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Hamilton's Paternity Disputed by Historian

Dec. 8, 2007 — Local history buffs who wanted to learn more about Alexander Hamilton stepped into a bit of sexy controversy at the Florence Williams Library Friday. In a presentation on "Young Hamilton," historical preservationist William Taylor argued that the Founding Father's father was not his biological father — that Rachel, his mother, had an affair with a neighbor, Thomas Stevens.
Not everyone in the audience was buying the assertion.
William Cissel, a historian formerly with the National Park Service, questioned whether Taylor was even speaking of the same Stevens that most local historians were familiar with. Taylor had made several references to the Stevens family connections in New York. But Cissel said the Stevens family that lived on St. Croix during Hamilton's time was from Antigua.
Cissel also pointed out that the lot numbers that Taylor used to draw the conclusion that Stevens and Rachel Hamilton were neighbors could be flawed because numbers have changed over the years.
Taylor's talk was the third to be given in conjunction with the traveling exhibition "Alexander Hamilton: The Man Who Made Modern America."
Taylor's question about who was Hamilton's real father has been raised before. Ron Chernow stated as much in his best-selling 2004 biography of Hamilton.
Chernow wrote: "Nevertheless, in the absence of direct proof, the notion that Alexander was the biological son of Thomas Stevens instead of James Hamilton would clarify many oddities in Hamilton's biography. It identified one of the adulterous lovers who had so appalled Lavien that he had hurled Rachel into prison. It would also explain why Thomas Stevens sheltered Hamilton so soon after Rachel's death but made no comparable gesture to his brother James."
Taylor made reference to many instances where Hamilton was described as having the same facial features of his friend Edward Stevens, the son of Thomas Stevens. He also said he thought Hamilton showed the brain power of the Stevens family instead of the Hamilton family where no one was known to be financially keen.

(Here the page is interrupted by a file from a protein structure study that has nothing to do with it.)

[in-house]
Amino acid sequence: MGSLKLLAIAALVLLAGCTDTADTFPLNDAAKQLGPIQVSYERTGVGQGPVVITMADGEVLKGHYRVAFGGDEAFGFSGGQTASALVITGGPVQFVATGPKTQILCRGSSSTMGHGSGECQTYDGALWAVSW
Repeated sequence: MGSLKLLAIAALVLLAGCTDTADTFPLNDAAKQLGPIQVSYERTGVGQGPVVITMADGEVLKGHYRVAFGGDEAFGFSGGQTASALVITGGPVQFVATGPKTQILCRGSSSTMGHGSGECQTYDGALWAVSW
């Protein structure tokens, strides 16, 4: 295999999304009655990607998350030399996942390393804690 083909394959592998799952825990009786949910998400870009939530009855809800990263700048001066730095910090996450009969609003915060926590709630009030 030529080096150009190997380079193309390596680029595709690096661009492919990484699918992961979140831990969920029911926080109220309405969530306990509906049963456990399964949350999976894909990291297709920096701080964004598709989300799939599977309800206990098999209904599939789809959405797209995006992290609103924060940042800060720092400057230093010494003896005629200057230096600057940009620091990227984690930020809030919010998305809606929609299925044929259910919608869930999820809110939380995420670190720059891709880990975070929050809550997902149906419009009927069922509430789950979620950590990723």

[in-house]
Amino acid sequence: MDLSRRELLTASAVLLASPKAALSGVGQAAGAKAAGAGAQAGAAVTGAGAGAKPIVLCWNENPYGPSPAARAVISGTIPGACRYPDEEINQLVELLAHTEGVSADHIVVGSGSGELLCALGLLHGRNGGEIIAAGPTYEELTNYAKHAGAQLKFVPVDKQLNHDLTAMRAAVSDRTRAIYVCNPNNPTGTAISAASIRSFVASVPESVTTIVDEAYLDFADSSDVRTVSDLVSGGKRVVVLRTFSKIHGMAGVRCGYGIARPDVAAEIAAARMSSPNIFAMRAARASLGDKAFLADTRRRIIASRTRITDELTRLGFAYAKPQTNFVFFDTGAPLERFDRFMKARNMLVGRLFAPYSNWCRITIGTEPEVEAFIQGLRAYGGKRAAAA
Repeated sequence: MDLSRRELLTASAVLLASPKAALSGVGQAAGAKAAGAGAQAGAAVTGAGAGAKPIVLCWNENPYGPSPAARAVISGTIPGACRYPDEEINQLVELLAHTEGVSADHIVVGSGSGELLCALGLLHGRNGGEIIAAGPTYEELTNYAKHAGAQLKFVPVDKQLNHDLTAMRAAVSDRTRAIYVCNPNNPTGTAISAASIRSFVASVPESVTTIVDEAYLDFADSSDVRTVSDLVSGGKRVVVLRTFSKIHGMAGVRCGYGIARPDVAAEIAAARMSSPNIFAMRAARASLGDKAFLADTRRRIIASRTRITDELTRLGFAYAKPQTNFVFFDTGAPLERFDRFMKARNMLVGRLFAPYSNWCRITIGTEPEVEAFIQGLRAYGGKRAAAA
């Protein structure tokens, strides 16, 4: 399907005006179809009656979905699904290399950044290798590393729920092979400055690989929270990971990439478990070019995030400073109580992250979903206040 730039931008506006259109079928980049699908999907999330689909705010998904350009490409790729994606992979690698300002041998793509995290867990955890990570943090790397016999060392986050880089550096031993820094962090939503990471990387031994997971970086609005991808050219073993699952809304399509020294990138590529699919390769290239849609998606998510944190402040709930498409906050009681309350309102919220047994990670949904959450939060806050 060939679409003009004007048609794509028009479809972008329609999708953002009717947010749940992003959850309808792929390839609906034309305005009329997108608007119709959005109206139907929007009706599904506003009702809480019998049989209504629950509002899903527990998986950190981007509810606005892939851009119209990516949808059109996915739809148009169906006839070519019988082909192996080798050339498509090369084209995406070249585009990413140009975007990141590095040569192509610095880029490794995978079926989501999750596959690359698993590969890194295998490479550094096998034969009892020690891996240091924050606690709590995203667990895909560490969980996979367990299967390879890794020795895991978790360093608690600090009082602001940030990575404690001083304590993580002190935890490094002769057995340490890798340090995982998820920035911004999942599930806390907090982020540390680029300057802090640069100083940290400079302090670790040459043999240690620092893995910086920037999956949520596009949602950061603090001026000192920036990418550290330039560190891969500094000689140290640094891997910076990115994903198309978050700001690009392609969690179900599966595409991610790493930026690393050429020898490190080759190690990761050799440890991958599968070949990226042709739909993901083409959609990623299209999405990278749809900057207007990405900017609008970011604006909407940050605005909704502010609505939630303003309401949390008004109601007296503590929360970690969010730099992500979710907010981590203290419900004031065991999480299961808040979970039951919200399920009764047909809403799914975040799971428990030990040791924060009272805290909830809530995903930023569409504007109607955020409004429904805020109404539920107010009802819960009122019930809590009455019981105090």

This argument was objected to a couple times from audience members who mentioned that great personages often spring from families whose other members had shown no predisposition toward greatness.
Taylor said he started his research with the question about Hamilton, "What explains his mysterious ascent? "
One problem that frustrates any historian trying to determine the paternity of Hamilton is that no one is sure what year he was born on Nevis. Hamilton claims he was born in 1757. Taylor said, however, that there is evidence he was born in 1755 but that Hamilton misled people because he had gotten a late start in schooling.
Todd Newman, a member of the audience, asked how the historical timeline fit in with his theory. Taylor seemed unable to give him a definitive answer.
According to the National Park Service, Rachel was forced into a marriage with a much older John Michael Lavien on St. Croix in 1745. She walked out on him in 1750. He responded by having her jailed for a few months. Afterwards, she left for St. Kitts where she met and fell in love with a Scotsman, James Hamilton, Alexander Hamilton was their second child.
Hamilton, who later became the first U.S. Secretary of Treasury, left St. Croix in 1773 and arrived in New York on the eve of the American Revolution.
Hamilton authored the opening salvo of the Federalist Papers, and was killed in a duel by Aaron Burr in 1803.
Wallace Williams, retired director of the library and a member of the National Library Association, had planted the seed for the project to come to St. Croix. He ended the program Friday night to the applause of the 40 people attending that research program.
"St. Croix residents should continue to play a key part in research concerning Hamilton's story," Williams said.
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